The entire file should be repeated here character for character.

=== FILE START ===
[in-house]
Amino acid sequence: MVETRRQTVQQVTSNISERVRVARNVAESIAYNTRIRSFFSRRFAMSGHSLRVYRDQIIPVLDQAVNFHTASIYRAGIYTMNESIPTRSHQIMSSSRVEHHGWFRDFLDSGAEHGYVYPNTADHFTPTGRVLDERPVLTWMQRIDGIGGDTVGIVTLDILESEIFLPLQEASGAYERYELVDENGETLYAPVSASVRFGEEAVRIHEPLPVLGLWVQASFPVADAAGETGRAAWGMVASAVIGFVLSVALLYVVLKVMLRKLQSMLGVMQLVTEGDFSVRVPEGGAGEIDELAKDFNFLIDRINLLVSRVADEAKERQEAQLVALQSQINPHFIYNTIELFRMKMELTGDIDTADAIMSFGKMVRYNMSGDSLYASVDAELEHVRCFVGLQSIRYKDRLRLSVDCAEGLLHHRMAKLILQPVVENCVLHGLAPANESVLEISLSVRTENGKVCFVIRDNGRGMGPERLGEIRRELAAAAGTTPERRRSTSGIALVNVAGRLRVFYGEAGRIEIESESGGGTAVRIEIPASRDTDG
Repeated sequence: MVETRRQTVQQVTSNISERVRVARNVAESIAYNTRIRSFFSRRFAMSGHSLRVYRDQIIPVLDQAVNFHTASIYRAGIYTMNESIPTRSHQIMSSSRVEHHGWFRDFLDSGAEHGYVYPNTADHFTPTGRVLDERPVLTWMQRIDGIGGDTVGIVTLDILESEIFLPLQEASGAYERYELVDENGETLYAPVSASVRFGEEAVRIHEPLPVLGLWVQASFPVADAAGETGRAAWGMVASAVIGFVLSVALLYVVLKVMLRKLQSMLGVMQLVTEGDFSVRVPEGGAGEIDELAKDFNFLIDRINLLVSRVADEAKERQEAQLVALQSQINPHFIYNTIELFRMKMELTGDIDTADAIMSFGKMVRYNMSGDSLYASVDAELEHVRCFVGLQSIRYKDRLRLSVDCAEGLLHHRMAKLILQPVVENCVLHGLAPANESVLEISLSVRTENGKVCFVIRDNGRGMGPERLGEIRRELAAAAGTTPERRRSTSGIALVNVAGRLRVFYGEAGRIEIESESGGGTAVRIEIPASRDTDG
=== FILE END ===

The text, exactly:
[in-house]
Amino acid sequence: MVETRRQTVQQVTSNISERVRVARNVAESIAYNTRIRSFFSRRFAMSGHSLRVYRDQIIPVLDQAVNFHTASIYRAGIYTMNESIPTRSHQIMSSSRVEHHGWFRDFLDSGAEHGYVYPNTADHFTPTGRVLDERPVLTWMQRIDGIGGDTVGIVTLDILESEIFLPLQEASGAYERYELVDENGETLYAPVSASVRFGEEAVRIHEPLPVLGLWVQASFPVADAAGETGRAAWGMVASAVIGFVLSVALLYVVLKVMLRKLQSMLGVMQLVTEGDFSVRVPEGGAGEIDELAKDFNFLIDRINLLVSRVADEAKERQEAQLVALQSQINPHFIYNTIELFRMKMELTGDIDTADAIMSFGKMVRYNMSGDSLYASVDAELEHVRCFVGLQSIRYKDRLRLSVDCAEGLLHHRMAKLILQPVVENCVLHGLAPANESVLEISLSVRTENGKVCFVIRDNGRGMGPERLGEIRRELAAAAGTTPERRRSTSGIALVNVAGRLRVFYGEAGRIEIESESGGGTAVRIEIPASRDTDG
Repeated sequence: MVETRRQTVQQVTSNISERVRVARNVAESIAYNTRIRSFFSRRFAMSGHSLRVYRDQIIPVLDQAVNFHTASIYRAGIYTMNESIPTRSHQIMSSSRVEHHGWFRDFLDSGAEHGYVYPNTADHFTPTGRVLDERPVLTWMQRIDGIGGDTVGIVTLDILESEIFLPLQEASGAYERYELVDENGETLYAPVSASVRFGEEAVRIHEPLPVLGLWVQASFPVADAAGETGRAAWGMVASAVIGFVLSVALLYVVLKVMLRKLQSMLGVMQLVTEGDFSVRVPEGGAGEIDELAKDFNFLIDRINLLVSRVADEAKERQEAQLVALQSQINPHFIYNTIELFRMKMELTGDIDTADAIMSFGKMVRYNMSGDSLYASVDAELEHVRCFVGLQSIRYKDRLRLSVDCAEGLLHHRMAKLILQPVVENCVLHGLAPANESVLEISLSVRTENGKVCFVIRDNGRGMGPERLGEIRRELAAAAGTTPERRRSTSGIALVNVAGRLRVFYGEAGRIEIESESGGGTAVRIEIPASRDTDG